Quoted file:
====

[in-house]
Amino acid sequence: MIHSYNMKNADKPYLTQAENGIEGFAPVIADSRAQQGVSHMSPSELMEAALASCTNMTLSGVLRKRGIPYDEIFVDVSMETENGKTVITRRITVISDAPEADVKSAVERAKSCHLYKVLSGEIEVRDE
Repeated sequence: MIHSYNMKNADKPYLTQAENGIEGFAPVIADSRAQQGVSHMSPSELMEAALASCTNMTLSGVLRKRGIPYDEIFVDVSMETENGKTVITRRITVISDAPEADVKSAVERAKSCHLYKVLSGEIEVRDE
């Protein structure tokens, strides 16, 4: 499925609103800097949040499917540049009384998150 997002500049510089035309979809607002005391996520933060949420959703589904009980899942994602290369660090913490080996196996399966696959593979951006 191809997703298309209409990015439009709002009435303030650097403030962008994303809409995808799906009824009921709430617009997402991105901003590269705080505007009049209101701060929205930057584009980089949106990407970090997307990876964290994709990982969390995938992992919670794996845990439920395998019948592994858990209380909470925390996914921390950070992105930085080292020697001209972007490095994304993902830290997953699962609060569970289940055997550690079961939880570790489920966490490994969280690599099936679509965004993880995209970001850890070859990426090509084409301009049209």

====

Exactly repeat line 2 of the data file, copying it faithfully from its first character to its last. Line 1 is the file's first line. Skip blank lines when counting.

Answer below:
Amino acid sequence: MIHSYNMKNADKPYLTQAENGIEGFAPVIADSRAQQGVSHMSPSELMEAALASCTNMTLSGVLRKRGIPYDEIFVDVSMETENGKTVITRRITVISDAPEADVKSAVERAKSCHLYKVLSGEIEVRDE